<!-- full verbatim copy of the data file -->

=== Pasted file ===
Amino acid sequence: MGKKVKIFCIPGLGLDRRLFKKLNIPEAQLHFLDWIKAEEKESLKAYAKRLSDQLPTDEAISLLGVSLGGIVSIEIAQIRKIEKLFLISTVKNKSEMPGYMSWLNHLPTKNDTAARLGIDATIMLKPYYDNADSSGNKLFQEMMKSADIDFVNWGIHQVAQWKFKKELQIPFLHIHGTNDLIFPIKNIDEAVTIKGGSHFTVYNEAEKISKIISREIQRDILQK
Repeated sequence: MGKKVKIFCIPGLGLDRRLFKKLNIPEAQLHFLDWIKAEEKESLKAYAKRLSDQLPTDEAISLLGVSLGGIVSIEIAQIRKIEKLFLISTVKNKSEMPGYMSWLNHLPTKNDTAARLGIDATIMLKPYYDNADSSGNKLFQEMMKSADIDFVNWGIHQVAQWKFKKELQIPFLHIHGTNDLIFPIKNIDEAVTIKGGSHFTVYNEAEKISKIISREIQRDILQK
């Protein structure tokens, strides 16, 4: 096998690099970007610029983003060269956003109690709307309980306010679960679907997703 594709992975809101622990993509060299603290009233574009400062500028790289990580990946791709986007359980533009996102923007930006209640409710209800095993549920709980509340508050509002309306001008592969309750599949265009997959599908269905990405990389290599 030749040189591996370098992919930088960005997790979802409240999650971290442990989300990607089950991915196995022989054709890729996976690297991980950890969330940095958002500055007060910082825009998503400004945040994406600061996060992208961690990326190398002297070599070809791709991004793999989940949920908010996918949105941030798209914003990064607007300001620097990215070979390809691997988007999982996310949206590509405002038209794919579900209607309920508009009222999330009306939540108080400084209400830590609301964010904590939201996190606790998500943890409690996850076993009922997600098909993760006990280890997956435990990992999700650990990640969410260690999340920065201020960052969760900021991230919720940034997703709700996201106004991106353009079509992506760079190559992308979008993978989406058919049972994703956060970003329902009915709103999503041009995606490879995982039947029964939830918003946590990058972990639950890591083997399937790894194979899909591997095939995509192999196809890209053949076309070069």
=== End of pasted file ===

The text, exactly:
Amino acid sequence: MGKKVKIFCIPGLGLDRRLFKKLNIPEAQLHFLDWIKAEEKESLKAYAKRLSDQLPTDEAISLLGVSLGGIVSIEIAQIRKIEKLFLISTVKNKSEMPGYMSWLNHLPTKNDTAARLGIDATIMLKPYYDNADSSGNKLFQEMMKSADIDFVNWGIHQVAQWKFKKELQIPFLHIHGTNDLIFPIKNIDEAVTIKGGSHFTVYNEAEKISKIISREIQRDILQK
Repeated sequence: MGKKVKIFCIPGLGLDRRLFKKLNIPEAQLHFLDWIKAEEKESLKAYAKRLSDQLPTDEAISLLGVSLGGIVSIEIAQIRKIEKLFLISTVKNKSEMPGYMSWLNHLPTKNDTAARLGIDATIMLKPYYDNADSSGNKLFQEMMKSADIDFVNWGIHQVAQWKFKKELQIPFLHIHGTNDLIFPIKNIDEAVTIKGGSHFTVYNEAEKISKIISREIQRDILQK
């Protein structure tokens, strides 16, 4: 096998690099970007610029983003060269956003109690709307309980306010679960679907997703 594709992975809101622990993509060299603290009233574009400062500028790289990580990946791709986007359980533009996102923007930006209640409710209800095993549920709980509340508050509002309306001008592969309750599949265009997959599908269905990405990389290599 030749040189591996370098992919930088960005997790979802409240999650971290442990989300990607089950991915196995022989054709890729996976690297991980950890969330940095958002500055007060910082825009998503400004945040994406600061996060992208961690990326190398002297070599070809791709991004793999989940949920908010996918949105941030798209914003990064607007300001620097990215070979390809691997988007999982996310949206590509405002038209794919579900209607309920508009009222999330009306939540108080400084209400830590609301964010904590939201996190606790998500943890409690996850076993009922997600098909993760006990280890997956435990990992999700650990990640969410260690999340920065201020960052969760900021991230919720940034997703709700996201106004991106353009079509992506760079190559992308979008993978989406058919049972994703956060970003329902009915709103999503041009995606490879995982039947029964939830918003946590990058972990639950890591083997399937790894194979899909591997095939995509192999196809890209053949076309070069």